|Study location||United Kingdom, Liverpool|
|Type||Master courses, full-time|
|Nominal duration||1 year|
|Tuition fee||£16,500 per year|
Undergraduate diploma (or higher)
An excellent undergraduate degree in Economics or joint degree with Economics is required. For students with joint Economics degrees, we also require good 2.1 class marks in core economics courses, such as Macroeconomics, Microeconomics and Econometrics. Students with a first-class degree from a quantitative Science discipline (e.g., Maths, Physics, Statistics, Operational Research) are strongly encouraged to apply. For candidates who pursue the Financial Economics pathway, a sufficient background in Statistics is also required.
The entry qualification documents are accepted in the following languages: English.
Often you can get a suitable transcript from your school. If this is not the case, you will need official translations along with verified copies of the original.
IELTS: 6.5 (with a minimum of 6.0 in each component)
At least 2 reference(s) should be provided.
MSc Economics places much emphasis on the area of mathematics and has been designed particularly for those students who intend to continue their studies on to PhD level, within the fields of Economics or Financial Economics, potentially pursuing a career in academia. The programme is also an excellent opportunity for students who may wish to pursue a more professional mode of career development, for instance working within international organisations or research institutes.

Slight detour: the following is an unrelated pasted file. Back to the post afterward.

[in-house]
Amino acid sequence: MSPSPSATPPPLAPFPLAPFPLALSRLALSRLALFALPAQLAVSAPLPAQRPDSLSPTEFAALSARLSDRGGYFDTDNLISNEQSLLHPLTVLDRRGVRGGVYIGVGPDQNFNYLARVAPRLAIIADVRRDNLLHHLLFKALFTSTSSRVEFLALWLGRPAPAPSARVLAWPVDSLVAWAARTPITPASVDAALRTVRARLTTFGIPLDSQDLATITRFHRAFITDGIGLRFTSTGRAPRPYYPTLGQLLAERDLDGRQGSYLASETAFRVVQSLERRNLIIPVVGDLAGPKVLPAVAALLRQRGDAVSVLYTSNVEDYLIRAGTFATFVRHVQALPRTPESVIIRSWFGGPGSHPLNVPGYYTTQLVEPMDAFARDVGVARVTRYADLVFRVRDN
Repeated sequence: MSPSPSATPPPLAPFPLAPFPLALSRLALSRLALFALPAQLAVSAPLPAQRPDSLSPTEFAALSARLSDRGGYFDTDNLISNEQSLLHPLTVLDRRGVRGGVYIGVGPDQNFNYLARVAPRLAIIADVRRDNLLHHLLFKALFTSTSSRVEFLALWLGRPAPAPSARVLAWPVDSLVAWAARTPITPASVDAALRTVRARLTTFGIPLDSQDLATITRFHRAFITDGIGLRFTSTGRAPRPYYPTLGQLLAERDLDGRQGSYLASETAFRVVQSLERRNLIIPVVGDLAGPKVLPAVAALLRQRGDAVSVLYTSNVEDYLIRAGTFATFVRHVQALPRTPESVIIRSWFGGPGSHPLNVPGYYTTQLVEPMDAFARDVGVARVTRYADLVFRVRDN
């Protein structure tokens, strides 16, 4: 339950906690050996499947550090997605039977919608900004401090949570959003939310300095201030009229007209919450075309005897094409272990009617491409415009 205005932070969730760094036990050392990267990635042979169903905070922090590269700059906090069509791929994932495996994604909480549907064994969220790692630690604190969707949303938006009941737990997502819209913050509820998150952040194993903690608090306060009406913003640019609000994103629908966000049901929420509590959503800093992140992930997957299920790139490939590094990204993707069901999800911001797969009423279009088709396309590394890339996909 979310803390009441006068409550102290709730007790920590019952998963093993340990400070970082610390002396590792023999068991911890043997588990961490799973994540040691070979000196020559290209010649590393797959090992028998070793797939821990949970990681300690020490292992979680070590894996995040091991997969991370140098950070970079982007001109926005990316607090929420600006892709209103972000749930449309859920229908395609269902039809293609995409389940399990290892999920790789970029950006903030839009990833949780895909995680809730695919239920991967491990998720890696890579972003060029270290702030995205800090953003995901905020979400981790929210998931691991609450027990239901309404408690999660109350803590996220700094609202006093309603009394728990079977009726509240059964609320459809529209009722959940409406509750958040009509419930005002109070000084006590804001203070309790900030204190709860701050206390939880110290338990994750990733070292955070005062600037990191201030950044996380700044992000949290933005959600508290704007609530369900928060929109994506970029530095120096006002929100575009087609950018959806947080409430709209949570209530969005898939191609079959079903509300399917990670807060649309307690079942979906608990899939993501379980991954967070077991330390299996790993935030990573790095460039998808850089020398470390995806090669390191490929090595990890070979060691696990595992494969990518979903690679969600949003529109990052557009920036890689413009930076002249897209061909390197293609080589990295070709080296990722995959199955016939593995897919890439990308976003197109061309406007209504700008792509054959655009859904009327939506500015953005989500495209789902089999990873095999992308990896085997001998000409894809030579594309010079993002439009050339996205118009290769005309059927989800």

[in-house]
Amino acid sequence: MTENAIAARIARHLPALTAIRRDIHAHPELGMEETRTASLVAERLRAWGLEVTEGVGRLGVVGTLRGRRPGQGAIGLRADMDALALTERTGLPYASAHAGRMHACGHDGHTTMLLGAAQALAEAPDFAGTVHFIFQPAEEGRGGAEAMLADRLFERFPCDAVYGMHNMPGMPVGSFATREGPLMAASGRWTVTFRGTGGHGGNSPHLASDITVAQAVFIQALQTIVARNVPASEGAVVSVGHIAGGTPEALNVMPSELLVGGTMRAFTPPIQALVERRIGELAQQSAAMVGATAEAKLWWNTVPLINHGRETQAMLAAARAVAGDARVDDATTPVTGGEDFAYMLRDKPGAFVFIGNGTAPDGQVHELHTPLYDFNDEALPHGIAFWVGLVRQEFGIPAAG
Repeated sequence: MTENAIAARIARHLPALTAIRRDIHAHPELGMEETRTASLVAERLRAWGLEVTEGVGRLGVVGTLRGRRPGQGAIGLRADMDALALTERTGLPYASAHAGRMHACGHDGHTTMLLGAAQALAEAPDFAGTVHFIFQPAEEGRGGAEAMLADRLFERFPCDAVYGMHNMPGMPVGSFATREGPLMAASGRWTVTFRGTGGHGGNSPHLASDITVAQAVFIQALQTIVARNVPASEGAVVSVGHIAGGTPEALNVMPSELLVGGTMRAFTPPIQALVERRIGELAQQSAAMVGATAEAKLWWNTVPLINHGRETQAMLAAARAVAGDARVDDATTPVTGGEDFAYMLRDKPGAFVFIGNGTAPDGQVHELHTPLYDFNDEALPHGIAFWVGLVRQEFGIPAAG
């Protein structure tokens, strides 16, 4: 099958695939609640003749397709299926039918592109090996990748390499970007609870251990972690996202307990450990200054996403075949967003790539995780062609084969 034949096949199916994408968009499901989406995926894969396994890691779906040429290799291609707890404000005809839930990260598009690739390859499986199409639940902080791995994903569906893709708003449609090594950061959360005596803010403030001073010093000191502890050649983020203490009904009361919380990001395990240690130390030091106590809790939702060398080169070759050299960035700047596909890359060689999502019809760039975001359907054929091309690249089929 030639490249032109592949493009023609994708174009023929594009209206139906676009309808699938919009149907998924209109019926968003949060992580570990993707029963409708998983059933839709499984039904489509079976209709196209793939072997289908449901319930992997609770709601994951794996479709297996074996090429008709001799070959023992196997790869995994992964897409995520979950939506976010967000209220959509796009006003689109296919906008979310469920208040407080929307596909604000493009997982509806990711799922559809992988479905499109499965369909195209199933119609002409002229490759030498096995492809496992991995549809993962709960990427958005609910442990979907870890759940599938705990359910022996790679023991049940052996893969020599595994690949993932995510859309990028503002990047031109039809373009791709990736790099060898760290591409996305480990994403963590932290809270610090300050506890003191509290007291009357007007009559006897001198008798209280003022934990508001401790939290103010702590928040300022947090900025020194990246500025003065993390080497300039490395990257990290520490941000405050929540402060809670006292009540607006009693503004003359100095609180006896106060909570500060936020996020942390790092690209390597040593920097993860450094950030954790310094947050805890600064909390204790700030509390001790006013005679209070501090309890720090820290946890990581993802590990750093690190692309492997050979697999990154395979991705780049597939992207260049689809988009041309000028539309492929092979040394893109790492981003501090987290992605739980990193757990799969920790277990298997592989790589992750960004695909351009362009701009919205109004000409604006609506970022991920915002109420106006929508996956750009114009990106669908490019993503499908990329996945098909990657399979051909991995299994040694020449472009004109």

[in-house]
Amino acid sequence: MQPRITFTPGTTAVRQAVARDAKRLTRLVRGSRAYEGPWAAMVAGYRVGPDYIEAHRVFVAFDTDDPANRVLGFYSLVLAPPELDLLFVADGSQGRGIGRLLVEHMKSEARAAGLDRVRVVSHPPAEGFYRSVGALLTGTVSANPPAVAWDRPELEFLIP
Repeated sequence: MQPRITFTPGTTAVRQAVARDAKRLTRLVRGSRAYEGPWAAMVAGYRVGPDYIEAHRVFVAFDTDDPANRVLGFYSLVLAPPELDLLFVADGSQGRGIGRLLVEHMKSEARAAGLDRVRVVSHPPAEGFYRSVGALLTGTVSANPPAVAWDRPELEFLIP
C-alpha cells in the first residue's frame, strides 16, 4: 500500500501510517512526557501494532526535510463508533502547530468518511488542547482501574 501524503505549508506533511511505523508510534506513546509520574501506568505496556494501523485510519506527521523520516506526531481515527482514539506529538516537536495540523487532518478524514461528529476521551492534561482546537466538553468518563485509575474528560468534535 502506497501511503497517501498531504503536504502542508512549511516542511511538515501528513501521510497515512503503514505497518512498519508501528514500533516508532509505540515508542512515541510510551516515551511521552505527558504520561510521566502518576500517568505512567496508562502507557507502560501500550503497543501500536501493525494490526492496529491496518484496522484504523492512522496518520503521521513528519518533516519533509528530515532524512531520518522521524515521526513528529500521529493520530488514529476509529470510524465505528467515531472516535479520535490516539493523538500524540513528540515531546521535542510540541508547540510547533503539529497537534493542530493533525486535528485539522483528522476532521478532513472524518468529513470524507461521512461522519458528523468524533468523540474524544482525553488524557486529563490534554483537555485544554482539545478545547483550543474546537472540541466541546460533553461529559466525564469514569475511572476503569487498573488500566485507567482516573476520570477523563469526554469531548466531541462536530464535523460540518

The majority of current students have first-class undergraduate degrees in Economics, Finance or Mathematics from Russell Group universities. The programme also attracts students from other internationally renowned universities.
The programme provides students with the option of two pathways: the ‘Financial Economics Pathway’ and the ‘Economics Pathway’. Under each pathway, modules have been introduced to provide students with advanced training in economics or financial economics. Recent dissertation titles have included: ‘A Theoretical Exposition of the Relationship Between Fuel Taxation and Speed Limits: Lessons for UK Motorways’ and ‘Money Growth and Inflation: Evidence from the UK’.
Graduates will gain a sound theoretical grounding in the area of Economics and will have developed a range of analytical and personal skills. The aim of this programme is to enable students to pursue a research-oriented career in the financial industry, international organisations, central banks, academia and research institutions.